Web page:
We all had a great time watching the Olympics, especially so with the games in China. The girls loved it when the TV showed places in China that we'd been to.
About the third day of the games, Zoe had a question for me: "Mama, when the U.S. and France are competing, who will you cheer for?" (My mom is from France). She didn't ask who she should cheer for when China and the U.S. competed, but I figured that was really the gist of her question.
The question is really difficult in many ways. I remember attending a lecture by Iris Chang, the author of The Chinese in America and The Rape of Nanking, not long before her tragic suicide (I feel fortunate to have met her and to have her autograph The Chinese in America for Zoe). One of the things she talked about was growing up Chinese in America. She specifically mentioned being asked the question -- "Will you cheer for the U.S. or China in the Olympics?" -- and her feeling that people never saw her as American enough. (BTW, I recommend highly The Chinese in America -- very informative and very well written. I think China adoptive parents sometime emphasize culture in China to the detriment of teaching our kids about the Chinese immigrant experience and the history of Chinese in America.)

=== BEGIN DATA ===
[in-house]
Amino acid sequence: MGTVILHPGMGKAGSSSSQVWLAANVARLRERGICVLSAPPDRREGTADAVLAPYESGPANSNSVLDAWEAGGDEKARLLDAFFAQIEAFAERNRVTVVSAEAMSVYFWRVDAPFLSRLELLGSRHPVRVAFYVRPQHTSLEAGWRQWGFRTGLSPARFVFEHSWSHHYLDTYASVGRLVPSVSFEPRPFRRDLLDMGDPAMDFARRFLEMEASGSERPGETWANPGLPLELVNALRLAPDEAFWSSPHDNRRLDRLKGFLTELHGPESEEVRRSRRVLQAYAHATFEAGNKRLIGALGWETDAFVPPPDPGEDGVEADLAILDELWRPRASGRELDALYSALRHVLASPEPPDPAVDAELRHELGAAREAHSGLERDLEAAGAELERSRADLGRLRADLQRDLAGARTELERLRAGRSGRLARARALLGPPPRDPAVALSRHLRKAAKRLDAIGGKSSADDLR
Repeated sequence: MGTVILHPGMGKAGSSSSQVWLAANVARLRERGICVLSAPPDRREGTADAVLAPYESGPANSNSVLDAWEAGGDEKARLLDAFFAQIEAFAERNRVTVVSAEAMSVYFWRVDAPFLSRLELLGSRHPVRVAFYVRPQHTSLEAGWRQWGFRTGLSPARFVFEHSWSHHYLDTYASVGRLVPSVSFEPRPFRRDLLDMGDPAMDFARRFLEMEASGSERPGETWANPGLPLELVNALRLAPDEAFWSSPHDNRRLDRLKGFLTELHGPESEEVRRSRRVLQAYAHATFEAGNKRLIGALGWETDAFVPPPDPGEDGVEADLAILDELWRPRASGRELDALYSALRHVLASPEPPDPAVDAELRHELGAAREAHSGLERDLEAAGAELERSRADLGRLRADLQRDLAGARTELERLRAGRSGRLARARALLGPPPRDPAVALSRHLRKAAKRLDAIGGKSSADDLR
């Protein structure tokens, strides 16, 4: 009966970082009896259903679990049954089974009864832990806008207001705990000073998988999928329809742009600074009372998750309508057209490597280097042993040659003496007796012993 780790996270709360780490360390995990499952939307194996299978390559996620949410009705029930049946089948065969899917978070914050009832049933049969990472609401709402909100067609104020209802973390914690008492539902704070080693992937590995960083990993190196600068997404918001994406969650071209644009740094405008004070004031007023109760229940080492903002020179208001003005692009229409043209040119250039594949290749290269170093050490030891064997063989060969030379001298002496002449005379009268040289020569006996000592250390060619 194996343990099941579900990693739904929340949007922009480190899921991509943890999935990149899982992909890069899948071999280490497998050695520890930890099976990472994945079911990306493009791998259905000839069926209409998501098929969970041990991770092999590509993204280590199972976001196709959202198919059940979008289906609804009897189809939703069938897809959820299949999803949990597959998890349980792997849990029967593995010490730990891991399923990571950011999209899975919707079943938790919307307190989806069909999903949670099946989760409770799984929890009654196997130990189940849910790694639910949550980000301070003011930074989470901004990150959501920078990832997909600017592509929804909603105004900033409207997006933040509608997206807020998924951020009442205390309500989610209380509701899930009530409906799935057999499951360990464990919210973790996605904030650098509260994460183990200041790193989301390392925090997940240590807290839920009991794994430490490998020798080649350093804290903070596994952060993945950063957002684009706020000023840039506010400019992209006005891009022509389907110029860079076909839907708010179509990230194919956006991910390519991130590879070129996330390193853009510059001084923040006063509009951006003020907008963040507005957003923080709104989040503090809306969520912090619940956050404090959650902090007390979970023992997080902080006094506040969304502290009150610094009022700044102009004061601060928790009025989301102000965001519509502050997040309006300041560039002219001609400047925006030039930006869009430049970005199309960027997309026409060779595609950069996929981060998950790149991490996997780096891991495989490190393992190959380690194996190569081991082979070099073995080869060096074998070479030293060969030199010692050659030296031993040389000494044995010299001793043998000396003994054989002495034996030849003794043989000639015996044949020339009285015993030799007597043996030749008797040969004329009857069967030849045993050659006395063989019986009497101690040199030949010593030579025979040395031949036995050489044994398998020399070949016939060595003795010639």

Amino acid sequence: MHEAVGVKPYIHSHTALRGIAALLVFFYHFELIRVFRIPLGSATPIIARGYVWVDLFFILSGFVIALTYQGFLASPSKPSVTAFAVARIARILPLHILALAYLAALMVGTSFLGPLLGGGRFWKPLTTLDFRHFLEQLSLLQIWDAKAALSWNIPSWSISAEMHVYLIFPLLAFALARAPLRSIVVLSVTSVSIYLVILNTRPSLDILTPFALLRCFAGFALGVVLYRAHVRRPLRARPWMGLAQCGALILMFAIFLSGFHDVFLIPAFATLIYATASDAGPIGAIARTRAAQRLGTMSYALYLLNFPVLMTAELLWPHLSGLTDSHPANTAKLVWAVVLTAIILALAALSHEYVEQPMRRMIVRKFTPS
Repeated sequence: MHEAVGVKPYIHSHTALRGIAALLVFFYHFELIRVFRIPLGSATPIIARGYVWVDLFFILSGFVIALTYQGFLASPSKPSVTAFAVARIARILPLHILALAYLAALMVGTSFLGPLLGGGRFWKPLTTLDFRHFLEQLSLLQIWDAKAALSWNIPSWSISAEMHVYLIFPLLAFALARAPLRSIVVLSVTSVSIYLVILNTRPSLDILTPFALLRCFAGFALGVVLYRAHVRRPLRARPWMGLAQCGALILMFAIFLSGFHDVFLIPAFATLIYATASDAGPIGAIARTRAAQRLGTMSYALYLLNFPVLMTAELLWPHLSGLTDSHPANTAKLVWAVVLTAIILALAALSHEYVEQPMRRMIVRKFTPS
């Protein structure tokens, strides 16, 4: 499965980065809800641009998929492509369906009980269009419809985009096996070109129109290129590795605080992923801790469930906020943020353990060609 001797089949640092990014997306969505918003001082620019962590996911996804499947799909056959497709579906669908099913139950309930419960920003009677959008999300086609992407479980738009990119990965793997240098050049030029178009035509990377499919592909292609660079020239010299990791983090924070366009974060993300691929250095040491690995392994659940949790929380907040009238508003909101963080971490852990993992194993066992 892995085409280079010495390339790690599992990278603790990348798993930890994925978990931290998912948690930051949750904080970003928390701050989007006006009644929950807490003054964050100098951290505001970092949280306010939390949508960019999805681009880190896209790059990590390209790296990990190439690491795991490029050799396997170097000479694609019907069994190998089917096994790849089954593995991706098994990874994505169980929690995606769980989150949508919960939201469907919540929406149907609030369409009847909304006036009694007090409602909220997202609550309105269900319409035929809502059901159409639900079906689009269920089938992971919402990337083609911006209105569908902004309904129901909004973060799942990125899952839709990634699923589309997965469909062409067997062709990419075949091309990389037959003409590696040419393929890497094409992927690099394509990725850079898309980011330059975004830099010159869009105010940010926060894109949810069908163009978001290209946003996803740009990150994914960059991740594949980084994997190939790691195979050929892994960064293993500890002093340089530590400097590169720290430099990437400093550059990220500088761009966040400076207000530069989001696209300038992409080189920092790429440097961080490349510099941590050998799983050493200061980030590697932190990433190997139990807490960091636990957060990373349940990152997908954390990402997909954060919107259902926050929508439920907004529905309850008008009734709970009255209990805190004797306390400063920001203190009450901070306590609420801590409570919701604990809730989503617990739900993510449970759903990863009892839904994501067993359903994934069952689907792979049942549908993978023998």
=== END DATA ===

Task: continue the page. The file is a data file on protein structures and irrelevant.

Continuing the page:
Still, in answering Zoe's question, I went for diplomacy: "Well, I think I'll cheer for both of them to do their best, and then cheer loudly for whoever wins."
That seemed to satisfy her, and she cheered lustily for the U.S. and for China throughout the Olympics. She was especially thrilled with Nastia Liukin's all-around gold medal in gymnastics, and wants to go to the parade to be held in Liukin's honor this weekend (oh, joy!).
I Choose Not To
1 month ago